32. Single-Sex Educational Programs Single-sex schools may solve some of these problems Heterosexual males more likely to make academics priority in single-sex schools

    33. Single-Sex Educational Programs Disproportionate number of women in Congress and running top businesses graduated from womens colleges

    34. Single-Sex Educational Programs Critics argue sex-segregated education isnt answer Better solution is make sure teachers in all schools treat students equally Single-sex schools tend to be private and charge tuition

    35. Gendered Expectations & Pressures Facing Faculty Gender stereotypes also affect faculty members Gender biases and barriers greater for women faculty than for women students

    36. Gendered Hierarchies More prestigious the institution, greater proportion of male faculty Elementary schools vast majority women High schools imbalance less pronounced Colleges number of men increases

    37. Gendered Hierarchies Proportion of male and female faculty affect students Women and minority students have fewer role models If more men in administrative roles, students may infer its normal for men to hold positions of status

    38. Gender Bias in Evaluations Bias against women influences hiring decisions, performance reviews, promotion

    39. Gender Bias in Evaluations Women and minorities more likely to be hired when blind selection process Predominantly male hiring committees hire fewer female faculty

    40. Gender Bias in Evaluations Once hired, women continue to face bias Performance more closely scrutinized Judged by stricter standards Hard to be perceived as competent

    41. Gender Bias in Evaluations Men have to give more convincing demonstrations of incompetence Male candidates judged on promise Female candidates judged by accomplishments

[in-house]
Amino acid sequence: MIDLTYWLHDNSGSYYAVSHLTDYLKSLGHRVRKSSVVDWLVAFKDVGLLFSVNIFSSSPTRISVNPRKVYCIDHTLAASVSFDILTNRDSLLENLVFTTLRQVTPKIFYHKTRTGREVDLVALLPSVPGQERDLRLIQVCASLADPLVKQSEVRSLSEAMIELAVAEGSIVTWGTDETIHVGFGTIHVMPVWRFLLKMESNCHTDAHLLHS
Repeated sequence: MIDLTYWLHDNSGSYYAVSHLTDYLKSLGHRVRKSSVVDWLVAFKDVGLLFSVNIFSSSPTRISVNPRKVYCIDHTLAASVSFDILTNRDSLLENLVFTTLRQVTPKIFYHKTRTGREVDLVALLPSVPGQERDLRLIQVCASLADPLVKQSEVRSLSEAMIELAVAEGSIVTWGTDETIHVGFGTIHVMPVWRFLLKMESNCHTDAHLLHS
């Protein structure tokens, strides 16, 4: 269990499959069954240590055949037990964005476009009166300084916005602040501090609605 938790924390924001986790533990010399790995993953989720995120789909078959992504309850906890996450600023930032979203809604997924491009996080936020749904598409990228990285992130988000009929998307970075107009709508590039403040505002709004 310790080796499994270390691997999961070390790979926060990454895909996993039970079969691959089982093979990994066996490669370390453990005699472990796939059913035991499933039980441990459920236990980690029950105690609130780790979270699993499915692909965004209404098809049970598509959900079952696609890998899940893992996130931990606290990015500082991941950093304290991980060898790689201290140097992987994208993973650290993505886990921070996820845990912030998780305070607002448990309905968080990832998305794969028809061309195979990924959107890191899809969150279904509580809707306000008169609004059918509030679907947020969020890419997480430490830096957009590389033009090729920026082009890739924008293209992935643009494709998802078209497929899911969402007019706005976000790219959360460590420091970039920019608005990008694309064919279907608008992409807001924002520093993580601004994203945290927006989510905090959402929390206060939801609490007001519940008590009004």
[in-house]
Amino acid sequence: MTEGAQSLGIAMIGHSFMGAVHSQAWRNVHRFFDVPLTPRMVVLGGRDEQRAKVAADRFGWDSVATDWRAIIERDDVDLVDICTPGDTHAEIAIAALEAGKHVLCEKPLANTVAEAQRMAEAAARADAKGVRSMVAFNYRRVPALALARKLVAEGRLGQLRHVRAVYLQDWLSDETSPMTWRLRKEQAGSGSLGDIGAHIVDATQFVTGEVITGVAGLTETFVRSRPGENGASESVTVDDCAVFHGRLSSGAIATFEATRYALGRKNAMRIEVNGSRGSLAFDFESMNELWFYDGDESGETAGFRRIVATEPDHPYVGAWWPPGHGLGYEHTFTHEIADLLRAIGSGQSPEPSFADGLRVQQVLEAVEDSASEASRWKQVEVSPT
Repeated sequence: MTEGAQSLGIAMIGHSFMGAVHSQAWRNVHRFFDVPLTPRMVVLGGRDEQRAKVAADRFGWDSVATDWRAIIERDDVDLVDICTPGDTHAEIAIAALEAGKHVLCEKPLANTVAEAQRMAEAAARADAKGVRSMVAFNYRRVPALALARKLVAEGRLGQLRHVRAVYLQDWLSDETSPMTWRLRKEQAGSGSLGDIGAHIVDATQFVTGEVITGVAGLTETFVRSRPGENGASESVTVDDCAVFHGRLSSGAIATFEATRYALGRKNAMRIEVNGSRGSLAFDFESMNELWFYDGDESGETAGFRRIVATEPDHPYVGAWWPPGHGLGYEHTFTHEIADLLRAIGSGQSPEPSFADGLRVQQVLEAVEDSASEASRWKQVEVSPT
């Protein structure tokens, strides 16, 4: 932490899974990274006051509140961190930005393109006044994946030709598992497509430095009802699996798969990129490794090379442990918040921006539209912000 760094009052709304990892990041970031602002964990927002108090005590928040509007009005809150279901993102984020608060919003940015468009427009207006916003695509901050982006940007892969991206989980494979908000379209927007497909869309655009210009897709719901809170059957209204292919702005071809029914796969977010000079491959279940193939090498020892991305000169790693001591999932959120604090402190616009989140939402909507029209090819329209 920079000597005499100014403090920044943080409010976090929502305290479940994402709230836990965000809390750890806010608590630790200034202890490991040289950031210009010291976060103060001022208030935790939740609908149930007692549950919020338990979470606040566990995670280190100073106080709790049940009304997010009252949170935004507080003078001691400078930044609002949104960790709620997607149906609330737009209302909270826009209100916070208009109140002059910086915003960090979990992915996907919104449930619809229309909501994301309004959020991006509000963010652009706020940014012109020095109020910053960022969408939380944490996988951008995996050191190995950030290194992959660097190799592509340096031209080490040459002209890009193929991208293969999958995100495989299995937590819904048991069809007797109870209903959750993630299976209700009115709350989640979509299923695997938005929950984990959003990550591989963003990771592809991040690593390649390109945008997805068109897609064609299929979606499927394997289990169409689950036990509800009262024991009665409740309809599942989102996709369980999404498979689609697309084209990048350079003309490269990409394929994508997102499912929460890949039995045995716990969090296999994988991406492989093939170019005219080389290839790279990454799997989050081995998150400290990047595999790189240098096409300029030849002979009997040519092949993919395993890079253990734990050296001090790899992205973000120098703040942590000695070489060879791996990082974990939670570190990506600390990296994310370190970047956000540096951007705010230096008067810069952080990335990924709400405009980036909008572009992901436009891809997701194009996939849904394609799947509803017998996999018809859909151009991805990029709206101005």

42. Gender Bias in Evaluations Invisible hand discrimination unwitting discrimination in applying policies that are not inherently biased Largely unconscious makes it difficult to eliminate

    43. Gender Bias in Evaluations Assertiveness in males taken as brilliance Assertiveness in females judged negatively Womens achievements - luck Mens achievements - competence

    44. Gender Bias in Evaluations Gender bias in evaluations has material consequences Discrepancies between salaries

    45. Gendered Policies & Expectations Institutions based on outdated family model Assume faculty committed to job dont have to worry about domestic life

    46. Gendered Policies & Expectations Early years require long hours These years usually coincide with ideal years for bearing children Women faculty find it challenging to be professionals and parents

    47. Gendered Policies & Expectations Faculty member who has child loses work time Tenure clock penalizes women Males penalized if career is not primary focus No paternity leave

    48. Gendered Policies & Expectations Due to small numbers, excessive service and mentoring responsibilities for women Contribute to overload on female faculty